Scary Facts About Bulimia You Need to Know

Willow Place on February 14, 2018
Scary Facts About Bulimia You Need to Know

Bulimia isn’t fun for anyone involved – the person who has it, or the surrounding loved ones who are scared for the well being of the person. And, they have every right to be scared. The fact about bulimia aren’t pretty, and it is important to know how severe the condition can get to make sure you or your loved one gets help in time.

When an eating disorder goes untreated, it can kill. It isn’t something to mess around with. Bulimia is an eating disorder that takes a tremendous toll on a person’s body, and it can affect anyone – women, men, young, and old.

The Scary Facts About Bulimia

Education is everything when it comes to fighting eating disorders. It can help you to spot and identify them and get help when it is needed. Here are some of the facts about bulimia that are important to know.

  1. Bulimia is often hidden. Most people assume people with eating disorders will be extremely skinny and frail, but people with bulimia can and often do maintain a healthy weight. They also will appear to eat normally but will purge in private. It is important to look for signs beyond the obvious when it comes to bulimia.
  2. Bulimia causes an electrolyte imbalance. While that doesn’t sound too terrible, it isn’t something that can be fixed only by throwing back a gatorade. Electrolytes are incredibly important for the body and they are essential for your nerves, muscles, and organs. With an imbalance, it can have an extreme impact on the body, the worst of which is an irregular heartbeat that can cause sudden death.
  3. Bulimia impacts your reproductive system. It is very important to be careful with what you put into your body, making sure you are getting enough nutrients. For women, if there aren’t enough nutrients, it leads to amenorrhea (loss of period). It is a very common side effect in both bulimia and anorexia, and can have long term effects rendering a woman infertile.
  4. Bulimia is closely tied to depression. As we all know, depression is a serious mood disorder that affects many people. Even more people don’t get treated for it even when they really need to. Depression can happen before bulimia, or vice versa. Regardless, they feed into each other and one can make the other worse. An extremely real consequence of untreated depression is suicide. It is important to get treated for coexisting bulimia and depression promptly so that it never gets to that point, or even close.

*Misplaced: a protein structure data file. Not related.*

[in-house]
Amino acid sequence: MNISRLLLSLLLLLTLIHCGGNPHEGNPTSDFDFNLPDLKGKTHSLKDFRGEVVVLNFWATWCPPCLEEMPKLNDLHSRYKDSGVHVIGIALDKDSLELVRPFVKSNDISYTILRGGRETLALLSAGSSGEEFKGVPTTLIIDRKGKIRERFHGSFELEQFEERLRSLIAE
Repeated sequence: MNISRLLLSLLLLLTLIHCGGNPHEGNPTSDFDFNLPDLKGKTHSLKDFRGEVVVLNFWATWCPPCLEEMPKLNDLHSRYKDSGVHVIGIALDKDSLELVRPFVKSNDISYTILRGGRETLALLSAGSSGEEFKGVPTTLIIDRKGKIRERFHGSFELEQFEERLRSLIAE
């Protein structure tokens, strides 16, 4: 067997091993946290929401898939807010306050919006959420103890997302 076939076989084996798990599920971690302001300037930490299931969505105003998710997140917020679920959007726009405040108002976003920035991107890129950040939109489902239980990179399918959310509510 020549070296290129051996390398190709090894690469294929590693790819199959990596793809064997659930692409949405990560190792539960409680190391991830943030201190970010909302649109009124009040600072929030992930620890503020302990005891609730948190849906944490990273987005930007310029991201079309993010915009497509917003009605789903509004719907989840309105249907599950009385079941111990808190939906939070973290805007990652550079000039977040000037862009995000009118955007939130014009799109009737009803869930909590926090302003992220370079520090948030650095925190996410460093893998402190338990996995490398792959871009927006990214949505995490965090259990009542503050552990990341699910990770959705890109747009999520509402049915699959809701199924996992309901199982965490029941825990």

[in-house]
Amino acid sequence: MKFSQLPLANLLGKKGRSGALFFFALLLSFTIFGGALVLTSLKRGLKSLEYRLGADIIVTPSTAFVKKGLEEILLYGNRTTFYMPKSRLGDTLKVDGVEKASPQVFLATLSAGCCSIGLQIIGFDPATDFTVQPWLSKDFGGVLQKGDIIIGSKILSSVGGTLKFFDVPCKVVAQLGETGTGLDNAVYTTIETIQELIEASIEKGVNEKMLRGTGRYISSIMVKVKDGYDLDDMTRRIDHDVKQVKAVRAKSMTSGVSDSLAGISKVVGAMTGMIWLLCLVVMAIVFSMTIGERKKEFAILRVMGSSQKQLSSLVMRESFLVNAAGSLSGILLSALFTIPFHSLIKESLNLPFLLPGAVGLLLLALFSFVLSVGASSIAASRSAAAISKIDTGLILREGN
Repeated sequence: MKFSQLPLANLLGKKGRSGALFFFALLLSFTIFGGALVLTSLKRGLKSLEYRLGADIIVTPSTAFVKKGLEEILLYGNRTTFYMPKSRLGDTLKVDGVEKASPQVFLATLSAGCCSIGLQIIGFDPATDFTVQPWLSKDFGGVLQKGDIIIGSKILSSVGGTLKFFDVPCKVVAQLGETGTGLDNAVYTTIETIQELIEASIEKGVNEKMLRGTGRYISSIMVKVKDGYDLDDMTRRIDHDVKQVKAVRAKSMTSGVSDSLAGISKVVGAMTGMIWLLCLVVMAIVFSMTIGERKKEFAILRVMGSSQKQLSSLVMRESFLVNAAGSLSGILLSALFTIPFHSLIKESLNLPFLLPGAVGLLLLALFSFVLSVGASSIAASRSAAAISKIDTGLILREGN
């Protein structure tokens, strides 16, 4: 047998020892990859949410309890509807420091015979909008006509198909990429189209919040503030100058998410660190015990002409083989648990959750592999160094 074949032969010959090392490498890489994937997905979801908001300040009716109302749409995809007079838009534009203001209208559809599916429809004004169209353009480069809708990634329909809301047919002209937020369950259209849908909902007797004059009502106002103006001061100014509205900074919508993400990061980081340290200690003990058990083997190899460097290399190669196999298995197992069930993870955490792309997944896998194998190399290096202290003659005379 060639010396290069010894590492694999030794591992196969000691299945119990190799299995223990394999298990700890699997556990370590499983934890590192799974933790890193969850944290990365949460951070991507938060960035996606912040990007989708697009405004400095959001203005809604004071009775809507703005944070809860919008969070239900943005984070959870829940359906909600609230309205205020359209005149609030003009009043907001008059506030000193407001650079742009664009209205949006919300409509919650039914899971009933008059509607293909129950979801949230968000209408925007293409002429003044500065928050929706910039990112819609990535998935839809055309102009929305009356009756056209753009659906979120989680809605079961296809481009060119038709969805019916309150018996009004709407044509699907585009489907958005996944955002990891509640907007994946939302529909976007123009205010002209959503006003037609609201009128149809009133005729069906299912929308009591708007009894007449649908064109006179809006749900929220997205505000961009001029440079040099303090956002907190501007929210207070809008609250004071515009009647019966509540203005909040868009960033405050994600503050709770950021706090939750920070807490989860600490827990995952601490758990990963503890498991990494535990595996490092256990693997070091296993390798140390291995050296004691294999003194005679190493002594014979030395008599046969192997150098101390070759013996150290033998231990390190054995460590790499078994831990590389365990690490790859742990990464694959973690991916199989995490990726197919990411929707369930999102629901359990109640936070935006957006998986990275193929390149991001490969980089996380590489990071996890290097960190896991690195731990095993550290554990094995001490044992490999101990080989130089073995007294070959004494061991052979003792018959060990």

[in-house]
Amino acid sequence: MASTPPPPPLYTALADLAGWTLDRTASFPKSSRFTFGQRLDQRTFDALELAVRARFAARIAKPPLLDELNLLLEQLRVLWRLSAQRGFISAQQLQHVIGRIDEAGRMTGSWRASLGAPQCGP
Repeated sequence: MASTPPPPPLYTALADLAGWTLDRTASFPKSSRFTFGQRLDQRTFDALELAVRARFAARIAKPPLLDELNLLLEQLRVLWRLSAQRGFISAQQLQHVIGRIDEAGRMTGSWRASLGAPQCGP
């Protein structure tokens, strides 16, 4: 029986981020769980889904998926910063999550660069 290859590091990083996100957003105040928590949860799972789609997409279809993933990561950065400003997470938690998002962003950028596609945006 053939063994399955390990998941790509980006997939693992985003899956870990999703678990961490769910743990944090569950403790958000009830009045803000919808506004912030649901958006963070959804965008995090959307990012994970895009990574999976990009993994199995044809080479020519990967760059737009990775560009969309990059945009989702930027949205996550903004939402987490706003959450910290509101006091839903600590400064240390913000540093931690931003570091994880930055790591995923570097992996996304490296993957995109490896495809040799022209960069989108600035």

5. Bulimia hurts your whole body. Physically, bulimia destroys your throat from constant purging, and the lining of your esophagus and stomach. It lowers your blood pressure and can hurt your heart or lead to stroke. The malnutrition will also cause you to have dull and dry skin and hair, eventually having a sickly appearance as your bulimia progresses. It will also affect your mind, making you tired, out of it, and unmotivated.

The facts about bulimia aren’t pleasant, but the good news is that there is help out there. Many, many people have had a big issue with bulimia and other coexisting conditions like depression and illness and have still come to treatment, gotten better, and gone on to thrive. It is important to get help sooner rather than later, because the earlier you catch it the easier it will be to treat. Getting help paves the road to becoming strong and healthy, and you’ll realize that you aren’t alone in your battle.

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If you or someone you love is battling substance use, mental health, or eating disorders, please feel free to contact one of our trained admission specialists today. All calls are free and completely confidential. While we know that suffering from a severe and life-threatening substance use disorder or a mental health issue can, at times, seem insurmountable, we sincerely believe that every woman is capable and deserving of the opportunity to recover. Reaching out is the first step – give us a call today and we will gladly walk you through the process of beginning your beautiful, fulfilling journey of recovery.

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